If You Build It, They Will Come


The opening keynote of the 2023 AALL Annual Meeting asked attendees to consider the definition of community. The speaker was Charles Vogl, author of bestselling books on the nature of human connection. Community, he proposed, is a group of people who share a mutual concern with each other. Attending this year’s AALL for the first time, I am flooded with a sense of community.


Vogl started the morning by asking us to meditate on and share our experiences with loneliness. It sounds intimidating written out – tell the strangers around you about the time you felt pain. But the conversation focused on creating a sense of empathy in the room – and with the people we consider our visitors and customers.


There are two strategies in community building, he posited. One is extractive. The community organizer is reaching out for time, attention, or money. The second is enriching. It provides value that goes beyond engagement numbers and profit to address the big question: what are you giving out? What networks are you creating? Vogl used this foundation to talk about the value of invitation in community building.


When we track community engagement, often we just track numbers. How many people attended, who responded? Vogl counseled us that building community isn’t about how many social media followers you have, or how long your email list runs. You can’t achieve community with rare events or special promotions – it’s about sharing many moments together.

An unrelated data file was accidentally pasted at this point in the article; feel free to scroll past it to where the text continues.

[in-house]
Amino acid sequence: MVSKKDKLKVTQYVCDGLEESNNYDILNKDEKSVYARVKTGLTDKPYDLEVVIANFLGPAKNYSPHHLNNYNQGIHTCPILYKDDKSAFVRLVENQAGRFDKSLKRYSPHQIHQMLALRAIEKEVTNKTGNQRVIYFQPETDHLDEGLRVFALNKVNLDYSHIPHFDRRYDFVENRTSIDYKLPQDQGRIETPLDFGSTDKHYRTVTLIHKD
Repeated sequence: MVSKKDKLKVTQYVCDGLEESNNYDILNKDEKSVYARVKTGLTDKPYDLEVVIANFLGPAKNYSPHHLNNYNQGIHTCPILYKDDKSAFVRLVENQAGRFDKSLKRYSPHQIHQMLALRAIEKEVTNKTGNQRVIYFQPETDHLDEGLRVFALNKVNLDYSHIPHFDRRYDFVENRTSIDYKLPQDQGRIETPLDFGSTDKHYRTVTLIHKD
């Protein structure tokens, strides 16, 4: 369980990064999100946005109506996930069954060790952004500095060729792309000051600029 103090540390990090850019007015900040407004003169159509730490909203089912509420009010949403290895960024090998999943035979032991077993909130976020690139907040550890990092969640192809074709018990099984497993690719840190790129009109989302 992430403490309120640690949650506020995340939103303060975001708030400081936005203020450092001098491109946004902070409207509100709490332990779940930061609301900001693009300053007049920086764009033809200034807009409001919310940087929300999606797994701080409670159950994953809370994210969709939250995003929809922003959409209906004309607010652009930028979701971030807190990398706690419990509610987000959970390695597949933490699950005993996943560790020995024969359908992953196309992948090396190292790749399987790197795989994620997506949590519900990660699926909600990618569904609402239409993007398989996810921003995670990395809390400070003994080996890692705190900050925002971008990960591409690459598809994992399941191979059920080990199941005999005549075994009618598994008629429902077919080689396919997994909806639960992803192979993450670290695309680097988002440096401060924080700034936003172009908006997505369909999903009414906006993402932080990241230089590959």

Frequent invitations are powerful. It doesn’t matter if people accept them or not. When we receive an invitation, Vogl explained, we are telling people that they matter – that they belong in our spaces or within our services. Even if people can’t show up, that outreach matters and someday it may even translate to larger returns.


Just one simple invitation is enough to help a new employee feel connected profoundly to work. Our outreach is often pointed outside, when it’s the interior work that can invigorate the organization. Just fifteen minutes of somebody’s time could change a life.


The meeting theme “Map our Future” has been framed as a reinvigoration of our professional lives in the wake of the pandemic’s disruption. I joined LLAW in 2007 immediately after joining the staff at the State Law Library. This Chapter has long been a valuable source of community for me. It’s a place to share ideas, to commiserate, and to brainstorm new efforts for the legal community in our state. Over the years, my ability to participate has fluctuated severely. But the patient, persistent invitations to connect and learn have been invaluable. They anchored me in ways I didn’t see clearly.


My takeaway from Vogl was that patience, persistence, and openness are key – and that’s something I’ve always been able to find with LLAW.

Carol Hassler

Wisconsin State Law Library

Carol was lucky to receive an LLAW grant award to help her to attend the 2023 AALL Annual Meeting. Watch this blog for more on her conference experience.